Women pay a professional and financial price for having children – in employment opportunities, career advancement and salary. In this infuriating, compassionate book, a British women’s rights activist describes exactly how the workplace fails women with children, what women can do to fight back, and how society can start loving its mothers.
In the United States, women earn, on average, approximately 80% of what men do. And women in every country in Europe, too, receive lower average salaries than their male counterparts – an average of 13% lower across the EU in 2020, according to the European Commission.
But it seems statements about the gender pay gap need to carry a startling, heartbreaking qualification: Women who don’t have children earn about the same amount as men. The pay gap arises because women who have children earn far less than women who don’t – a phenomenon sociologists have dubbed “the motherhood penalty.” Author Joeli Brearley also terms it “the procreation gap”: the literal price women pay for perpetuating the human race.
The Procreation Gap
Brearley lays out the reasons for the procreation gap with passion, clarity and more than a few swear words. And she brings the receipts. First, she notes, women face rampant employment discrimination during pregnancy and motherhood. In the United Kingdom alone, 54,000 women lose their jobs each year just for clocking in pregnant, and nearly 80% of working mothers contend with discrimination or negative treatment at work.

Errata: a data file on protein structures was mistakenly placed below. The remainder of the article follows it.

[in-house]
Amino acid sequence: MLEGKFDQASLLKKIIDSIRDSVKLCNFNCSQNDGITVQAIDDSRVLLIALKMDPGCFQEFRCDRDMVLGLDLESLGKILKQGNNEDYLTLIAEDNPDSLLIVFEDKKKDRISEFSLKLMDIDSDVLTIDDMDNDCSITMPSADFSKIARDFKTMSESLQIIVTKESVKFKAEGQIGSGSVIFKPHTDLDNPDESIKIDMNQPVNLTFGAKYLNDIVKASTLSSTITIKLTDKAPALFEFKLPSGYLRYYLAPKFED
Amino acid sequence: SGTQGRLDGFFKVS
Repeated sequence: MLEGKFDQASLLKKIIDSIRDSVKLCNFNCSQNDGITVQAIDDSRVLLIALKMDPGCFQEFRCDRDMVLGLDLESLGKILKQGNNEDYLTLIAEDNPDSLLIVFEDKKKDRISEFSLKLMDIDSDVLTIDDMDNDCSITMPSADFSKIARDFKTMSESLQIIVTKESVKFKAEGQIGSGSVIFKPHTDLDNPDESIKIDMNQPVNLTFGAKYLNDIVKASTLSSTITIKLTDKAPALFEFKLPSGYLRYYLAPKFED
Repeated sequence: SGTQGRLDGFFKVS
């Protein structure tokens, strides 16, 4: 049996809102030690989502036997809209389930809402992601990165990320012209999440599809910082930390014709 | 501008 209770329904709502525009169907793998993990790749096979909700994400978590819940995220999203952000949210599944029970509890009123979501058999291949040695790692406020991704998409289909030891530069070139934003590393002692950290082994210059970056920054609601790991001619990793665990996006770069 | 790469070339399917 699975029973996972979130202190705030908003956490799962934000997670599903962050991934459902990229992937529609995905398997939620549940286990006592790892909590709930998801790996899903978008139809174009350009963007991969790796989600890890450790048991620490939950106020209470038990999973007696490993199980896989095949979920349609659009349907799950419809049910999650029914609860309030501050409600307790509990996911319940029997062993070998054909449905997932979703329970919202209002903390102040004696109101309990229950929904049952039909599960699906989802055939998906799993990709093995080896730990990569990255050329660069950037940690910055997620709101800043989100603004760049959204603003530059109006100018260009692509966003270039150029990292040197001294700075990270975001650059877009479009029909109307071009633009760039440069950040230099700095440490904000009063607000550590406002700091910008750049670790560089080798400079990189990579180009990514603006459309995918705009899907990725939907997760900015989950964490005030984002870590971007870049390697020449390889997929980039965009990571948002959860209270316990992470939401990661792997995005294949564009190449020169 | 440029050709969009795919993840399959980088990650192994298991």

From the moment the stick turns blue, we face challenges and barriers we never previously knew existed.Joeli Brearley
Women do have the right to 39 weeks of paid maternity leave in the United Kingdom, and in 2010, the UK’s Equality Act outlawed discrimination on the basis of maternity or pregnancy. But as Brearley points out, legal rights mean little when employers regularly disregard them – leaving little recourse for women who are already exhausted by childbirth and the travails of mothering an infant. A mere 1% of British women who encounter workplace discrimination related to maternity or pregnancy ever undertake legal action. Yet 77% of working mothers report having experienced some form of workplace discrimination. Young mothers, those with disabilities and minority women face additional challenges.
Get Pregnant, Get a Pink Slip
In 2013, while working for a children’s charity, Brearley received a phone call from the organization’s CEO informing her that her contract had been terminated. Brearley had told her employer that she was pregnant only the day before.
Brearley first sought to bring a suit against the employer, but the combination of legal fees – estimated at £9,000 (about US$10,700) – and a risky pregnancy led her to abandon the case. Women have only three months from the date of the discriminatory action to start proceedings, Brearley explains, a limitation that would have pregnant women, already struggling with financial worries due to the loss of income, also take on the expense and stress of raising a tribunal claim.
No matter how much we try to escape traditional gendered roles…women are constantly being nudged back to the kitchen sink.Joeli Brearley